We bought our first house when our boys were six months old and a little over two years old. It was a cute little house in a quiet neighborhood. Our plans were to establish ourselves in the community and after a few more years, relocate to a bigger house, perhaps out in the country. As the years went by, more than just a house, our little rambler became our home, a safety net in the world. We added two little girls, and have shared our home with couple dogs, a few cats, a few frogs, a couple of salamanders, a colony of snails, a family of hermit crabs, a bunch of fish, and most recently, a flock of homing pigeons. My husband might tell you that if we had moved to a farm (a dream we both held for many years), he wouldn’t have been able to feed all the creatures that his wife and children would drag home. The real truth of the story is that even though, at times, we felt like our home was a little small for a family of six, we wouldn’t want to leave now.
The transformation in our thinking occurred very slowly. The love for our home grew after watching neighbors offering to mow grass or blow snow for each other, watching each other’s pets, sharing fresh baked goods or garden produce. Unlike most of our friends, we actually knew each homeowner by first name. There were impromptu gatherings in the street where we would watch the kids play and swap stories. There were block parties, wedding and baby showers, and welcome baskets for new homeowners. One day in a phone conversation with my grandmother, I was sharing how we had decided to bloom where we were planted. In her sweet Alabama accent, she said, “Well, it was like this. . . You were going to get a bigger house, until your neighbors convinced you otherwise.” I couldn’t deny it. She was right! These sweet people wove themselves into the fabric of our lives.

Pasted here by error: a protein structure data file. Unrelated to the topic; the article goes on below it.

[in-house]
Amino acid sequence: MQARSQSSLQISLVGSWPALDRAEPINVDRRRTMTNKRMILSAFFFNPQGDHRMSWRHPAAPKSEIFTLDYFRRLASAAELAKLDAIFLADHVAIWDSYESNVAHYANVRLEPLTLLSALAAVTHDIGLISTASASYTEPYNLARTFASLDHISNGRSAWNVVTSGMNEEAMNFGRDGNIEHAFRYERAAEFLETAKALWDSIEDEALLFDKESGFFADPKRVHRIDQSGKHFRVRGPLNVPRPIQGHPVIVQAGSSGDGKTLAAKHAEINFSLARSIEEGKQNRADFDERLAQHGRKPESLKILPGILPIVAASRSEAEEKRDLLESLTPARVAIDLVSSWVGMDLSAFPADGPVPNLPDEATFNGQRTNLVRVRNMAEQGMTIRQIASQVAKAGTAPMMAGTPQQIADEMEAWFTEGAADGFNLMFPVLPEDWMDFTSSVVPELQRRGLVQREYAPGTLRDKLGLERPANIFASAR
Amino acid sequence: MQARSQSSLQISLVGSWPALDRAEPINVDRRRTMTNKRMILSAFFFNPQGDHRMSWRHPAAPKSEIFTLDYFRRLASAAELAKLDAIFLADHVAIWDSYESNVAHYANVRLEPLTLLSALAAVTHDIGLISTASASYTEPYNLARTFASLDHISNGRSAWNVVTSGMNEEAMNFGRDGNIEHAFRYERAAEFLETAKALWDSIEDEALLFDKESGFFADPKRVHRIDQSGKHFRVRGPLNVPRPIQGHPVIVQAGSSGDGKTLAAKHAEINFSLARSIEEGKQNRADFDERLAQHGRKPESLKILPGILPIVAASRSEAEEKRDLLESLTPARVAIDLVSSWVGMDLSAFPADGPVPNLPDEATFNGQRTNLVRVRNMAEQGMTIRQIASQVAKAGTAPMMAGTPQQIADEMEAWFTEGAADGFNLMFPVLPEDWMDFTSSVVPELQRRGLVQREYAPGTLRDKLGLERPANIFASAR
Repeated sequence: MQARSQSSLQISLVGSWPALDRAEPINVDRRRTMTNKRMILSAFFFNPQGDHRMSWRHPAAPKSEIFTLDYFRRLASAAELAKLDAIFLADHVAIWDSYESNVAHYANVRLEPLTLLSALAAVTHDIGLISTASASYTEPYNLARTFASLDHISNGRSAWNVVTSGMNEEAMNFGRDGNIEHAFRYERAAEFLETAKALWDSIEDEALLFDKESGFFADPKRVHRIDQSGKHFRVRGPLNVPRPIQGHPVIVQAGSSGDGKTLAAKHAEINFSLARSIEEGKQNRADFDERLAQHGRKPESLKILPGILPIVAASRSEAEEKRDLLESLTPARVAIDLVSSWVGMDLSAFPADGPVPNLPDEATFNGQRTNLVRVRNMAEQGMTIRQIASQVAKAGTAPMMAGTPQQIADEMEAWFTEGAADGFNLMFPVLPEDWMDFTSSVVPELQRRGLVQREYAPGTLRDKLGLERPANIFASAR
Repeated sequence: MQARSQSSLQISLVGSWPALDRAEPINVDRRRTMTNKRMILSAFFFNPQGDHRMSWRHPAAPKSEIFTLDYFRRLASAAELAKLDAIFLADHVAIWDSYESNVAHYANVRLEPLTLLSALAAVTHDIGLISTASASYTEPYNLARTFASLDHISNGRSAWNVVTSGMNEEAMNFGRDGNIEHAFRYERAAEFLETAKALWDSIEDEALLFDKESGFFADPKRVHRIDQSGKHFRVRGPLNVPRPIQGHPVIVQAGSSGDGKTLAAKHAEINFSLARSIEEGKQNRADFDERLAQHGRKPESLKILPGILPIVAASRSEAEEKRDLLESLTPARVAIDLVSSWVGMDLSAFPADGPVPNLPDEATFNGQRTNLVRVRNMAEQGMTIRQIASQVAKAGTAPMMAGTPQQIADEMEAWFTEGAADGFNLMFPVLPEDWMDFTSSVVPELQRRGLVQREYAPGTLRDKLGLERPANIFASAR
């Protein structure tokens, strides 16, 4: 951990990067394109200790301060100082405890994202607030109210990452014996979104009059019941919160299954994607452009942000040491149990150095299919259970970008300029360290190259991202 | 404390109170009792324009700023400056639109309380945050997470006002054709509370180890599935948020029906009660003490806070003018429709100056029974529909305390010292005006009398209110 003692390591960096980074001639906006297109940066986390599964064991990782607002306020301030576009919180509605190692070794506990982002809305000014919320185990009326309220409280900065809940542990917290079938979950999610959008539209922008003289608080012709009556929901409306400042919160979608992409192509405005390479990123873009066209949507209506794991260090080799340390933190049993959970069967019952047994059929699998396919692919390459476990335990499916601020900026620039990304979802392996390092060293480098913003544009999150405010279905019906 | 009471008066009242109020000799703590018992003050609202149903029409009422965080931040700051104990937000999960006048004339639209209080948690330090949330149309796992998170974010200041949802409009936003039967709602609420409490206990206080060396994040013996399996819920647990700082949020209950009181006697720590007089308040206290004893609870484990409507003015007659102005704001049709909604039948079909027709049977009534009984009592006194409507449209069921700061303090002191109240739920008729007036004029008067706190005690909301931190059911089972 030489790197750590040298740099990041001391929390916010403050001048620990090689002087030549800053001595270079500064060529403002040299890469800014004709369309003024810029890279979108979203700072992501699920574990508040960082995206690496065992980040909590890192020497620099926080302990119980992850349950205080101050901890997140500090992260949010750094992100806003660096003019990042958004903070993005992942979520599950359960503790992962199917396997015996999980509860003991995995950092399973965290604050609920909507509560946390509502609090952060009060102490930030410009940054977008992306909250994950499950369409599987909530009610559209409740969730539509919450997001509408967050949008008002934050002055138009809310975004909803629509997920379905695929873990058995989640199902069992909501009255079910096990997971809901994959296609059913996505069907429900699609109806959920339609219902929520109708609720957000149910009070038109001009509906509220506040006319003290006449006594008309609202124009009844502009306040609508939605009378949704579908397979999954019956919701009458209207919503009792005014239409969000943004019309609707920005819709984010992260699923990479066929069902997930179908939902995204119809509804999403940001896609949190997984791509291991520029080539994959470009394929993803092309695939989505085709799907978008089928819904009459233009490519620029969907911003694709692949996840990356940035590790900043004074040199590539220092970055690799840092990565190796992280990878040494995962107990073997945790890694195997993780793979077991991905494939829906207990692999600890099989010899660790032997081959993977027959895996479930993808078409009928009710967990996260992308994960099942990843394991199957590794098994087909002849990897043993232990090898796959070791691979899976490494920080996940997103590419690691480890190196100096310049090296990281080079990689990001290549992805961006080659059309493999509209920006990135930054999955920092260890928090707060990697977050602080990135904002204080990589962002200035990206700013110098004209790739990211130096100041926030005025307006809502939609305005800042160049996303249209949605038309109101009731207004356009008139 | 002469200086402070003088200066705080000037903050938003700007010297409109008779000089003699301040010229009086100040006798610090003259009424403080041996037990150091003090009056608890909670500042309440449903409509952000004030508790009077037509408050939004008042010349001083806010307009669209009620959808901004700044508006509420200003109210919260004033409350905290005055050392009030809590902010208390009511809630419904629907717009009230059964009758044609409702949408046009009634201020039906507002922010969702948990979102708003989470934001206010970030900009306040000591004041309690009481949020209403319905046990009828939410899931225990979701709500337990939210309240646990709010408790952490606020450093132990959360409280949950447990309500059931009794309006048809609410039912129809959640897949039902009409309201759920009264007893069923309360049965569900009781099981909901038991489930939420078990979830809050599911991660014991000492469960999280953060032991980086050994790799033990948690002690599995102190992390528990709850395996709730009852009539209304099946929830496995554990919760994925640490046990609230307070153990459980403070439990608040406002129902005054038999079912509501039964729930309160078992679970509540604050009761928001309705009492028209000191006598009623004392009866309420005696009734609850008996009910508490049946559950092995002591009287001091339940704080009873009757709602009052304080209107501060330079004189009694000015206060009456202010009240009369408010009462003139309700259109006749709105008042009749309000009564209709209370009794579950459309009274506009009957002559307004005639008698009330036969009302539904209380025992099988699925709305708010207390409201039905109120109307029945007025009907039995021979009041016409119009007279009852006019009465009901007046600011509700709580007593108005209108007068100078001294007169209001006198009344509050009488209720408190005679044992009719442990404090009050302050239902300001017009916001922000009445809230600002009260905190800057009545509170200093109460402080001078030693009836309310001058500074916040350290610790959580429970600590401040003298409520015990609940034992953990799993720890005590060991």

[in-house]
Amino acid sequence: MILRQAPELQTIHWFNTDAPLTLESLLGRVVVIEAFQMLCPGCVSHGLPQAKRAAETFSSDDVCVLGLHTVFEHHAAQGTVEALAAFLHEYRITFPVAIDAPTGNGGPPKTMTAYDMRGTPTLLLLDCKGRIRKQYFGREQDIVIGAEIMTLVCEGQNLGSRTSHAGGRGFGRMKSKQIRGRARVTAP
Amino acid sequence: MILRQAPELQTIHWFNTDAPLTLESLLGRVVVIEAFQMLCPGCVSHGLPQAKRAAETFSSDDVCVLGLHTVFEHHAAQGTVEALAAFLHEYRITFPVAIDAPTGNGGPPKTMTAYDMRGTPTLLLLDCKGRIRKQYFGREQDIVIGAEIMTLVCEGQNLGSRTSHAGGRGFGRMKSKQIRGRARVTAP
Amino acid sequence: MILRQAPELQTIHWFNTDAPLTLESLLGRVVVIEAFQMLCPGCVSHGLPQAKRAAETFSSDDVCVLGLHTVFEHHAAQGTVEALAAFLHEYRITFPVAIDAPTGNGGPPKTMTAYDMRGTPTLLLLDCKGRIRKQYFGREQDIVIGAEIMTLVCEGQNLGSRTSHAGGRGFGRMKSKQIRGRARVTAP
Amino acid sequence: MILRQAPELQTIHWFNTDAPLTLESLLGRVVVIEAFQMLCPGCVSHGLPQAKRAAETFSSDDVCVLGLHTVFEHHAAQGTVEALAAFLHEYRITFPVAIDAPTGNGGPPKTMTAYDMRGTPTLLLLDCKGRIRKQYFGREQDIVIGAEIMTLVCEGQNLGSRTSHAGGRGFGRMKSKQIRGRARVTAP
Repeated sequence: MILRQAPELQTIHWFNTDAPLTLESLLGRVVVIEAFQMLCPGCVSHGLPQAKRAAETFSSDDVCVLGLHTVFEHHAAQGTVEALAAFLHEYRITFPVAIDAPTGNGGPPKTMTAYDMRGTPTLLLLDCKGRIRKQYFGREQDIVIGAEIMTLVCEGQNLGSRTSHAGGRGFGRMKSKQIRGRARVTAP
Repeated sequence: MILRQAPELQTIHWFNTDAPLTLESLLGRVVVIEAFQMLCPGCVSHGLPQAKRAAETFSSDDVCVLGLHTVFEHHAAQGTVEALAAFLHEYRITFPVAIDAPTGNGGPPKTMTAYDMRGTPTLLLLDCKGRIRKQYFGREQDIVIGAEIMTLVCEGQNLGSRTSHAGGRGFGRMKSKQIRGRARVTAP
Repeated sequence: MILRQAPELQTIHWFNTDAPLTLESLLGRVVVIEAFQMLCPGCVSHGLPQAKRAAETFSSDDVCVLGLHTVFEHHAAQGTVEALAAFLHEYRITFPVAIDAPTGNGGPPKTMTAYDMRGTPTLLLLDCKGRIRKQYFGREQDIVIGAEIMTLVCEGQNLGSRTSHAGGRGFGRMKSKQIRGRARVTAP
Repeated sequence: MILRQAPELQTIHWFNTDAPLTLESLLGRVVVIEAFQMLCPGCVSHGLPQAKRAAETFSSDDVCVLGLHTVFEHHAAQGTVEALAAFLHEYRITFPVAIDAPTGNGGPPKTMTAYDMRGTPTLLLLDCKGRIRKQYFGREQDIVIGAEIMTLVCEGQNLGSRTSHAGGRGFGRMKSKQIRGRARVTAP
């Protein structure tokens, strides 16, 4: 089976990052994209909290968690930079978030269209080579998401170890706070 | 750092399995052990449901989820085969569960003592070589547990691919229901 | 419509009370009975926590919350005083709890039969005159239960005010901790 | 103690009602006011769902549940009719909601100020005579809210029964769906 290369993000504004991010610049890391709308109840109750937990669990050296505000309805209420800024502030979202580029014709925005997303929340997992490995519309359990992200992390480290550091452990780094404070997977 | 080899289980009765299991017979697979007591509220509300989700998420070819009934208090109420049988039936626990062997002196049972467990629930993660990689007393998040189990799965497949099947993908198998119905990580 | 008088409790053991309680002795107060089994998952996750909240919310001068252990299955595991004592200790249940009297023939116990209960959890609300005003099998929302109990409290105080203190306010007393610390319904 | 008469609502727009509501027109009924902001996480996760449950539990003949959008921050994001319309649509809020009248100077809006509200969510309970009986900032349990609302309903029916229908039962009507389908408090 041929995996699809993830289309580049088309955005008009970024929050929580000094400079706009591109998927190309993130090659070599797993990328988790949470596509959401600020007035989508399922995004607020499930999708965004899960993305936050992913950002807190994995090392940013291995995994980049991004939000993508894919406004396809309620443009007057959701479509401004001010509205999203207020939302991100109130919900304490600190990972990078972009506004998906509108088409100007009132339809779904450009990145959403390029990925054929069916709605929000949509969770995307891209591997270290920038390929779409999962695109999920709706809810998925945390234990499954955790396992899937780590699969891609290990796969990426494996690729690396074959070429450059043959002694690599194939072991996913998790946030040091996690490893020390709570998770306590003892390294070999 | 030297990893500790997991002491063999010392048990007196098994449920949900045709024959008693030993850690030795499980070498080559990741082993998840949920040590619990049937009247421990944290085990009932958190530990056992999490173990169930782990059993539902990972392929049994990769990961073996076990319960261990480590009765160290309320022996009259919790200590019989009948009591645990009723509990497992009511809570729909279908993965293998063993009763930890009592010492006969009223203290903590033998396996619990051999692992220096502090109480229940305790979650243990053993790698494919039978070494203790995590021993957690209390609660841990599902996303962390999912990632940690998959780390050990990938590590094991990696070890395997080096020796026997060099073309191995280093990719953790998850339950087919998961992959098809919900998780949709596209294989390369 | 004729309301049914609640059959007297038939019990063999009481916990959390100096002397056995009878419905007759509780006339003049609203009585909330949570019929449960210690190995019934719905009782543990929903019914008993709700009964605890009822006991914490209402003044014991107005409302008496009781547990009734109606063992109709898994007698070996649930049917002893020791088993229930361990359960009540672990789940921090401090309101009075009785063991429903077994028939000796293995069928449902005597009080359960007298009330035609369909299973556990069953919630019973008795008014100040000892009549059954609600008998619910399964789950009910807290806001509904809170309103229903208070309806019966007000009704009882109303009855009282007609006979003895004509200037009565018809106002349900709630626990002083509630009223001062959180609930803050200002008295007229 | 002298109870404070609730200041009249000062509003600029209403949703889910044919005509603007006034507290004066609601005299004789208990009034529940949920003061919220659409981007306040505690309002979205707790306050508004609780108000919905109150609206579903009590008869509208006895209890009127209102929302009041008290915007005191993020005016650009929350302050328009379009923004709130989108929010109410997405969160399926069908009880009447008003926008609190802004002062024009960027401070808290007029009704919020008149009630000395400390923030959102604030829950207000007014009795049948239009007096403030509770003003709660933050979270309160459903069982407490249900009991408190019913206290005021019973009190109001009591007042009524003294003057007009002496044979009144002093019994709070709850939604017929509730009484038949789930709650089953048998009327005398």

In the last few years, a few of the older neighbors have passed away or moved to a nursing home, bringing new families to the block. It is time to plan another block party to all get better acquainted.
If you are contemplating doing a neighborhood party, here are a few tips to help make it a success.
Tip #1 – Divide and conquer – I believe any successful endeavor requires a team effort. If possible, ask another neighbor or two to help out with the planning, if for nothing else than to choose a date and to be a sounding board for ideas.
Tip #2 – Know your community – When picking a date and time, keep in mind what activities are going on in your town or neighborhood that might conflict with the party. For example, many of my neighbors attend a free outdoor community band concert held Wednesday evenings in the summer. I would never plan the Block Party for Wednesday night because it would be too big of a conflict. If there are plenty of families with young children, plan the party for after work rather than later in the evening. You probably won’t be able to work around everyone’s schedules, but the goal is to have as many neighbors attend as possible.
Tip #3 – Pick a location – I live on a block with a circle attached to it. Our block parties have been in the backyard, on the physical street (after we arranged for traffic cones from the city), or in a front yard. Think about who has tables and chairs or picnic tables that could be used for seating. If you have a group of elderly neighbors, think about the terrain that they might need to traverse. Make sure that on the day of the party, you have something or someone directing guests to all the fun!